Twelve months of work-related deaths

In 2008, prominent occupational health and safety (OHS) advocate, Hilda Palmer wrote about the inadequate estimates of work-related deaths in the United Kingdom. Keeping work-related death confined to traditional categories provides a false understanding of the reality of OHS. Palmer wrote:

“Far from being complacent about the health and safety record in this country, we need to be honest and open, and examine what is really going on”.

Recently, at the 2021 Workers Memorial, a representative of the Victorian Trades Hall read out a list of those who have died at, or due to, work in the last 12 months. It was a list of 47 people. The categories have expanded to include truck incidents, asbestosis, silicosis as well as the more traditional traumatic injuries. Curiously no suicides. A transcripted list of those 47 is below.

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A traditional farm safety campaign with tweaks

For the last few years, farm safety has been dominated by arguments over the safety of quad bikes. Squabbles continue in Australia, but that topic is largely over, and many are returning to a broader and more contemporary approach to health and safety in farming.

It looks like WorkSafe Victoria has begun to roll out its farm safety ambassadors with Catherine Velisha on the cover of a recent edition of Stock and Land newspaper and in a Youtube video. This is supported by a full article on page 3 with an additional article in a glossy supplement provided with WorkSafe’s support.

The article is a blend of promotion for Velisha’s farm management training company and media releases from WorkSafe Victoria. The occupational health and safety (OHS) statistics are new but not very different from previous statistics. Middle-aged men continue to be a feature of the fatality statistics, and 58 on-farm deaths happened in 2020, the same as the year before. Quad bikes have been a major factor in those deaths.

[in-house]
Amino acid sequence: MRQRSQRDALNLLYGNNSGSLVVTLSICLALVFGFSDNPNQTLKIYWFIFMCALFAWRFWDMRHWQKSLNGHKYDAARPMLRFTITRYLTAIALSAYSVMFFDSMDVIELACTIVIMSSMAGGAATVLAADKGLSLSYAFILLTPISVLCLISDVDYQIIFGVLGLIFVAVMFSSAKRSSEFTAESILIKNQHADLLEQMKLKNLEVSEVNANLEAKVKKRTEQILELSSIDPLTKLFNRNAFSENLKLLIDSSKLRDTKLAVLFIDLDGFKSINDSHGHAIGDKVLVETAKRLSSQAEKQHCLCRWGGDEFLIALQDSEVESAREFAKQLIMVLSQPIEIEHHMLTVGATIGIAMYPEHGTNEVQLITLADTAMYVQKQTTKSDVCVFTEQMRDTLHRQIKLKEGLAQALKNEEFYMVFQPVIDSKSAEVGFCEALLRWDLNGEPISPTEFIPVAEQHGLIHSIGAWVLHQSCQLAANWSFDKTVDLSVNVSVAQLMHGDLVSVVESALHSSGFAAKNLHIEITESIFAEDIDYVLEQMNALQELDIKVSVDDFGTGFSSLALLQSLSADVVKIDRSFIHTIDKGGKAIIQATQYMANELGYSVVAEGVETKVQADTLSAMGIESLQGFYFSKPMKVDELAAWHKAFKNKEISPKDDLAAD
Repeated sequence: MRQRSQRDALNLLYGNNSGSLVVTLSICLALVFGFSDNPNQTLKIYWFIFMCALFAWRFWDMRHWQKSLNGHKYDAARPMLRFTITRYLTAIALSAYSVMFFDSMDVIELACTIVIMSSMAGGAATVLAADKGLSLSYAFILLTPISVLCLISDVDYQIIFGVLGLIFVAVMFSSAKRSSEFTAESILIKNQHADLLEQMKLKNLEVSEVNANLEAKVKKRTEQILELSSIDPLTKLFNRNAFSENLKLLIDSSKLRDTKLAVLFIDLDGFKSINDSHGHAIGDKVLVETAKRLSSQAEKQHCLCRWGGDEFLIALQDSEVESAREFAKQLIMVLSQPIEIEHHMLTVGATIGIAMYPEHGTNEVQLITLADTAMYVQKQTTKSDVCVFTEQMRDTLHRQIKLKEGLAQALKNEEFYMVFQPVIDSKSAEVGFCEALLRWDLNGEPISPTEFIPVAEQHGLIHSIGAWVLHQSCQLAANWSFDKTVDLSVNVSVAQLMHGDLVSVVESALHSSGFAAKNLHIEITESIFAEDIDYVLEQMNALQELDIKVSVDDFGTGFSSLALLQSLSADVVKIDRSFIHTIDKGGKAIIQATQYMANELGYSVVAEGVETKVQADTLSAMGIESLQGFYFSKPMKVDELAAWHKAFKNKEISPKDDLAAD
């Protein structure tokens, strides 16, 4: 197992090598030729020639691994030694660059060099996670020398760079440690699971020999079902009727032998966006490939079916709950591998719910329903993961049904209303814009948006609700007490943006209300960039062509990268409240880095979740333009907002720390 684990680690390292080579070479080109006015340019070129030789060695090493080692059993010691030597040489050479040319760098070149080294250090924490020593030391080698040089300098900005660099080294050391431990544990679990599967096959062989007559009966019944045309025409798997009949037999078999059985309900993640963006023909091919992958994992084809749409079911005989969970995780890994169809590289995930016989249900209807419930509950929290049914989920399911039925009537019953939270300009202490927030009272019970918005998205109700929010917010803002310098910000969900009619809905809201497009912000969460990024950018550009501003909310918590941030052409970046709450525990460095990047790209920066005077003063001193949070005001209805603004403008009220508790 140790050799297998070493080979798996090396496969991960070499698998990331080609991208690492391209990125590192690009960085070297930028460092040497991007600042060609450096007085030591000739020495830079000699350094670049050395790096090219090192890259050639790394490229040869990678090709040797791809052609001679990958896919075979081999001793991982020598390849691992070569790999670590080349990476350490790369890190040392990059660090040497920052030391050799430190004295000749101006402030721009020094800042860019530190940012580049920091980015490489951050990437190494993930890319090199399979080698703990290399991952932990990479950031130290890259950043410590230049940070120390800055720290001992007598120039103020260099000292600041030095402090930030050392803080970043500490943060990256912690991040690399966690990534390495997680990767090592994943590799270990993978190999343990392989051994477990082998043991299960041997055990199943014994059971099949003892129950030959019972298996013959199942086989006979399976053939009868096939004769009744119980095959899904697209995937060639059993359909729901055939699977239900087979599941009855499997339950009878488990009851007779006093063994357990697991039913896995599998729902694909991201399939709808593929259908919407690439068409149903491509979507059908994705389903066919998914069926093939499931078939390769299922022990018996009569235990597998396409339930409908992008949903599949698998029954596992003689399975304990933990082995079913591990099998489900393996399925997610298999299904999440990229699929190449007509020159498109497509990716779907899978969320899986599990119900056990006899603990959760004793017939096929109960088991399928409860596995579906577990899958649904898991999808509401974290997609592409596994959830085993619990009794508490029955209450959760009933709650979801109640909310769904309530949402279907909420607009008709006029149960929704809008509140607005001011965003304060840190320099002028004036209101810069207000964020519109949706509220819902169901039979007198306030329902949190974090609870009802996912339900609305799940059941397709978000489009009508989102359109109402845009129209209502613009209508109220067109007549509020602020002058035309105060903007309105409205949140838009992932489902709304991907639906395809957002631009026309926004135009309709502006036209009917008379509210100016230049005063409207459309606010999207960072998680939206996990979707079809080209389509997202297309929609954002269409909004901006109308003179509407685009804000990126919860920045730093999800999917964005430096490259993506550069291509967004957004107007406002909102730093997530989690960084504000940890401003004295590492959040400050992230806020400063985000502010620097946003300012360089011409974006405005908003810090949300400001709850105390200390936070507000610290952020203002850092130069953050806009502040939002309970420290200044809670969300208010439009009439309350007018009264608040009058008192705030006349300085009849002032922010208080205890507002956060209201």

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A clearer profile of workplace fatalities

In March 2021, WorkSafe Victoria released new statistics about workplace fatalities, but you would not know it unless you subscribed to WorkSafe’s news. Internet searches for Minister Ingrid Stitt and workplace safety for March only turns up WorkSafe actions on sexual harassment, but the March 16, 2021 media statement should have broader ramifications.

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Norms and culture continue to impede change in Australia’s transport sector

Australia’s heavy vehicle transport industry has been involved in arguing about workplace health and safety for decades. It is also one of those issues that have been largely dominated by anecdotal evidence, as shown by the recent Australian Senate Committee hearings into the “Importance of a viable, safe, sustainable and efficient road transport industry“, much to the detriment of the occupational health and safety (OHS) of the drivers, the public safety of other road users and the families of those who die in road incidents.

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Ask not what WorkSafe can do for you, but what you can do to improve safety

One of the most difficult industries in which to achieve occupational health and safety (OHS) improvements is farming, especially in areas where farming continues to be done by small family units. The safety culture of farming is unique as the workplace is embedded in community and rural culture. Some people believe that OHS regulators have given the agricultural industry an easy run for too long, as stated by Mick Debenham in a recent opinion piece in The Weekly Times (paywalled), but farmers should perhaps ask themselves why people continue to die on their farms and what they can do to change this.

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Mandatory COVID19 vaccinations? Yep.

Each Monday in January 2021, workers are returning to workplaces, worksites, and offices, often with regret that the Christmas/New Year break was not long enough. This year their return is complicated by concerns about COVID19.

The major talking point, at least in Australia, is “can an employer force a worker to be vaccinated as a condition of returning to work?” and the answer seems to be “Yes”.

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